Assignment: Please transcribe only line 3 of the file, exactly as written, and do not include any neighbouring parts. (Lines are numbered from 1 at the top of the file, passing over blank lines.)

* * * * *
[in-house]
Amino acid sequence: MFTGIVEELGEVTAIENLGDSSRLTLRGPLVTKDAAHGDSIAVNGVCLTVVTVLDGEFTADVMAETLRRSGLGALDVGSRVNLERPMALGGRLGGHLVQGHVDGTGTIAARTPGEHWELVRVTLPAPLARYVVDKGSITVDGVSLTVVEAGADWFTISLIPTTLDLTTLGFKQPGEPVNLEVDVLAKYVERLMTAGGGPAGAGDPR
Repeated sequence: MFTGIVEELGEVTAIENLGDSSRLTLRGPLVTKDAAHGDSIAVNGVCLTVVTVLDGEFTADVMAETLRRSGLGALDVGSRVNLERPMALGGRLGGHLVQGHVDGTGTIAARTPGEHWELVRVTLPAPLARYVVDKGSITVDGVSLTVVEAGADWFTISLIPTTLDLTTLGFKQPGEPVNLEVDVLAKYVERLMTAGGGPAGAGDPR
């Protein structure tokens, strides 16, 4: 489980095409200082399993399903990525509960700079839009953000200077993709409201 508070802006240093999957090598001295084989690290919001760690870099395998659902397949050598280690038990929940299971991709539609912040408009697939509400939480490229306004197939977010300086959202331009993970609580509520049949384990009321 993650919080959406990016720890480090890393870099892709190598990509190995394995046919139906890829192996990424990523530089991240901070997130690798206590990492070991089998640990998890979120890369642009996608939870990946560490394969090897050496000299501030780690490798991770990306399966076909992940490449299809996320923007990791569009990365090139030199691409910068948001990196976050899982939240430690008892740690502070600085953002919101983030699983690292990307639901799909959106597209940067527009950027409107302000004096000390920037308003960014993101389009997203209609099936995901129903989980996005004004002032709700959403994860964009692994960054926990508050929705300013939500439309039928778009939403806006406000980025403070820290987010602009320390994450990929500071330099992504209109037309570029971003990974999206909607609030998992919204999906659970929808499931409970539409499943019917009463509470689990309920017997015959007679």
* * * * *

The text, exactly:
Repeated sequence: MFTGIVEELGEVTAIENLGDSSRLTLRGPLVTKDAAHGDSIAVNGVCLTVVTVLDGEFTADVMAETLRRSGLGALDVGSRVNLERPMALGGRLGGHLVQGHVDGTGTIAARTPGEHWELVRVTLPAPLARYVVDKGSITVDGVSLTVVEAGADWFTISLIPTTLDLTTLGFKQPGEPVNLEVDVLAKYVERLMTAGGGPAGAGDPR